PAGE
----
“Uncle Gil?” His laptop slapped shut, seemingly of its own volition.
“Rachel!” he exclaimed, his enthusiasm a bit too overacted to be convincing, “I was hoping you’d turn up.” He waggled a finger at her and chuckled through gritted teeth. “Always… Always underfoot, aren’t you?” He extended an arm to ruffle her hair, but she evaded his reach and plopped herself down on the top stair.
“Will you play with me?” He laughed again, as if she were telling a phenomenal joke.
“I don’t think so, kid. I’ve got work to do. Why don’t you go play in the woods, all right? Just be home in time for dinner.” He was already typing in his password again. She stood up in high dudgeon and glared witheringly at him.
“My name is Ruth,” she informed him before marching off into the trees. Clad in nothing but socks, her feet were quickly soaked by the moisture that bubbled up from the carpet of damp leaves. Beneath, the rotting darkness crawled with beetles and citadels of ants which rose and fell in a day. It struck her that it was uncomfortably chilly, but spite and the idea that they might all regret having brushed her off steered her deeper into the forest.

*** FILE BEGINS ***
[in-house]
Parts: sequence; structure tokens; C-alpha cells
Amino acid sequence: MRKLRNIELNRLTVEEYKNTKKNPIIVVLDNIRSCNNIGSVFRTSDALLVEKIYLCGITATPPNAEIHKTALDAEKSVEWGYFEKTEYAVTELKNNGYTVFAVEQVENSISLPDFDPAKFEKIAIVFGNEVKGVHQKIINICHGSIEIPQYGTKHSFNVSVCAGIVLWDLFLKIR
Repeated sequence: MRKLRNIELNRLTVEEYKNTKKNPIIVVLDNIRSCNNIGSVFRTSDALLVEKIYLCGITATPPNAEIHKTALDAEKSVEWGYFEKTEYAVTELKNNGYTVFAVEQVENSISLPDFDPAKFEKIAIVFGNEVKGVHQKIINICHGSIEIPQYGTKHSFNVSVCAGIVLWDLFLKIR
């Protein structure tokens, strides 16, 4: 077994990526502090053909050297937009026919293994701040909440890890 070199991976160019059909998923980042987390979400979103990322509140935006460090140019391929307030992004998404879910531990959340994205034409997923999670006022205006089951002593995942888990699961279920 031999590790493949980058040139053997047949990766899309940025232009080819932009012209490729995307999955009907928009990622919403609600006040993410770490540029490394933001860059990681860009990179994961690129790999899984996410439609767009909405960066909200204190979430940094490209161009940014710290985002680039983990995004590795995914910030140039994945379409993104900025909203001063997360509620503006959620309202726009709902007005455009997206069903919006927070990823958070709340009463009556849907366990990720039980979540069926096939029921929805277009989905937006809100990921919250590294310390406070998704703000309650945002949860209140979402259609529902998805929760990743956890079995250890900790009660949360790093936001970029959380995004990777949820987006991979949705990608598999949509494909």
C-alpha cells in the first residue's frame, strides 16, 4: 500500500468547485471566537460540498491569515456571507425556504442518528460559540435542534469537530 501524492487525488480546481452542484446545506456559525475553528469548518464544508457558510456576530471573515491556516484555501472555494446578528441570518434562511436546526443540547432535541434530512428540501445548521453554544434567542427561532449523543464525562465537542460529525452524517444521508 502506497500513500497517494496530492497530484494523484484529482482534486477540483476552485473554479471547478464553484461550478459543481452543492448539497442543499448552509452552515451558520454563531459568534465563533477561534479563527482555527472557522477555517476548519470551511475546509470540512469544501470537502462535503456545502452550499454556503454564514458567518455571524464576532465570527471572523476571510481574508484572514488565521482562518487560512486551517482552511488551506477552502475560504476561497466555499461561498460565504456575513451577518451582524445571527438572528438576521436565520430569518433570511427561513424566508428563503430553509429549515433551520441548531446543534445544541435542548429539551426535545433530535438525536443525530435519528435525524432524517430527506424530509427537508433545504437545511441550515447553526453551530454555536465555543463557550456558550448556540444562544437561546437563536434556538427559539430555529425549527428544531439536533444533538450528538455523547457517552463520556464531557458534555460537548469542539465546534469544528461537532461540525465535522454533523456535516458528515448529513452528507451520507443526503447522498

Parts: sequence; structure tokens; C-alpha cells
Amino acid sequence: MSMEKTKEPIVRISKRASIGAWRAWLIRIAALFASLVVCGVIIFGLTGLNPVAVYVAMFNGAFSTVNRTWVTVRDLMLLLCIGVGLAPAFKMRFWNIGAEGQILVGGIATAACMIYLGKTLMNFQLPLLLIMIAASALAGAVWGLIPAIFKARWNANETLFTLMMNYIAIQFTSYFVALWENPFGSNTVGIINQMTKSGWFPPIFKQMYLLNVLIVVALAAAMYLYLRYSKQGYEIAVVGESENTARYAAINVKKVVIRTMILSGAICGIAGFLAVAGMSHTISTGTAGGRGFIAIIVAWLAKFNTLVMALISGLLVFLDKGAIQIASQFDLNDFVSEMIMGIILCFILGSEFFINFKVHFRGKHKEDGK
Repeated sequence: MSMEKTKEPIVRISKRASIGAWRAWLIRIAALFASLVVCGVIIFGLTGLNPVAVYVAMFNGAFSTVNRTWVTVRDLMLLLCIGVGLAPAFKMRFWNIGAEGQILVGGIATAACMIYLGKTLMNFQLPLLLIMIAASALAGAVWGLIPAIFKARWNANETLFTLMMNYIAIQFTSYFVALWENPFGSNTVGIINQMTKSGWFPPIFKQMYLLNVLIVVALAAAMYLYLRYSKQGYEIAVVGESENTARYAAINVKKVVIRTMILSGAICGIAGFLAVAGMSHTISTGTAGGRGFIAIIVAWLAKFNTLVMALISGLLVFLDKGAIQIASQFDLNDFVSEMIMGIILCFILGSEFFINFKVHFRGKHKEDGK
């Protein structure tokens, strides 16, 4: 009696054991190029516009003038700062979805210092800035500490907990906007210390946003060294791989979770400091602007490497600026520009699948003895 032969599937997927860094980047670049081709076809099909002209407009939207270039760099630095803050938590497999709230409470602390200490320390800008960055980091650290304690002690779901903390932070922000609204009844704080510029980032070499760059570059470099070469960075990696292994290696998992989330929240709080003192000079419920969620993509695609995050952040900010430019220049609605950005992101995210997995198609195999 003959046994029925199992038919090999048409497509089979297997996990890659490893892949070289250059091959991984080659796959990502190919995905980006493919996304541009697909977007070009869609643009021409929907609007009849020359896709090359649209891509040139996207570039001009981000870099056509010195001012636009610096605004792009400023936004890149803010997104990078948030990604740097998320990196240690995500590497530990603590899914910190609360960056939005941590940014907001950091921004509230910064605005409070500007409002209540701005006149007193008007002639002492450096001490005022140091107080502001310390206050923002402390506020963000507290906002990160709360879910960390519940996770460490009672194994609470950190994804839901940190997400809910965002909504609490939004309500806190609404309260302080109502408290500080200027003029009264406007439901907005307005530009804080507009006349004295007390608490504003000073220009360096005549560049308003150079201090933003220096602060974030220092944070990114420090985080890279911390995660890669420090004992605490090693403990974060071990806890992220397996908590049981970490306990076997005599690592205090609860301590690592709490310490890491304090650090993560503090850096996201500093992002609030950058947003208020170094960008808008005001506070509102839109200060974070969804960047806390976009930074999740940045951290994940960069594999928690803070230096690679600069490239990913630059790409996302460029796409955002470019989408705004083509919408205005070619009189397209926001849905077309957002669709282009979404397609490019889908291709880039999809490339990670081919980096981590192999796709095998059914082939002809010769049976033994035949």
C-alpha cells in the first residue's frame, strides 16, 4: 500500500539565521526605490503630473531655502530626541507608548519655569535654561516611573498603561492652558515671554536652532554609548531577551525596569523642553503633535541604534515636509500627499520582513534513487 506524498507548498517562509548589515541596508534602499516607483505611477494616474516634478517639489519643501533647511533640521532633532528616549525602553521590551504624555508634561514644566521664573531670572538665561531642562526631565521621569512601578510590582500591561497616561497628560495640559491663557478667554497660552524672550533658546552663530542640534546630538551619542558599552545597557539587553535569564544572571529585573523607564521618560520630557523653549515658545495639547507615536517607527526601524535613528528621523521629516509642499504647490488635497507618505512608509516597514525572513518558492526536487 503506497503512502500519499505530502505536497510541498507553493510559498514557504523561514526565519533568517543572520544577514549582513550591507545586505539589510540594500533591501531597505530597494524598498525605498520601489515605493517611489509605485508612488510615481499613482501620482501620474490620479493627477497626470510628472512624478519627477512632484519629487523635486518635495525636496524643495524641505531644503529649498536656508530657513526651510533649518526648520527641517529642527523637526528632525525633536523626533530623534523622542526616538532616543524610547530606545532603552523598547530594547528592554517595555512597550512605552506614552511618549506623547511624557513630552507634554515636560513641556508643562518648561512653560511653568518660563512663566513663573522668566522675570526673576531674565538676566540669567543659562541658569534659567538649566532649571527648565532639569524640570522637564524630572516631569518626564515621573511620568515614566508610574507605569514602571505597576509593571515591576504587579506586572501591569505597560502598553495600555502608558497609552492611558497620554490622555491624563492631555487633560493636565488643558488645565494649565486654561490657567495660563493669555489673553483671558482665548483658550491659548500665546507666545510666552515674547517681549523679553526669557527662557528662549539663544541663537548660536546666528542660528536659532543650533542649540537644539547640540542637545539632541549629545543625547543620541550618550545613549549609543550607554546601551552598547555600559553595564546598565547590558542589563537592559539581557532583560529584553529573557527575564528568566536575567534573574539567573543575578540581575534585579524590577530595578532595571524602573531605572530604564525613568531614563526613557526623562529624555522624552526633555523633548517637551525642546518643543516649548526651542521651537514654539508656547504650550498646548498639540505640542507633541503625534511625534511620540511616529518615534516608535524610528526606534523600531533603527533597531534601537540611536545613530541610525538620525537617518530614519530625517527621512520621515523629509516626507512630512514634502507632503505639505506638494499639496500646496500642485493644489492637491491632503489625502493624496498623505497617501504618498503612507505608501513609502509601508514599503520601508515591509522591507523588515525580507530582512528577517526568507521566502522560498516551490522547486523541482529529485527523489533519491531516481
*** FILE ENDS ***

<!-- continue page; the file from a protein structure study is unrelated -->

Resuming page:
Oma stormed into the kitchen. When the old woman stormed, thunder seemed to roll and crackle in her wake, which was unfortunate seeing as it was not a terribly uncommon occurrence. The two women standing over the boiling potatoes started at the harsh timbre of her voice.
“I don’t know what my son was thinking when he remarried that woman or how thick her imbecile blood runs in you two, but do try to get a hold on yourselves,” she crowed. She pushed them away from the stove and jabbed sharply at the skinned potatoes with a wooden spoon. They bobbed dispassionately. “And now they’re overcooked. Must I do everything in this household for anything to be done properly?”
“Oma, they’ve only been on for twenty—” The matron cut Meg off with a wave of her hand.
“Just set the table,” she grunted. They both scurried off to the next room, equally yielding to their grandmother’s command. “And try not to mess that up, too!” she shouted after them.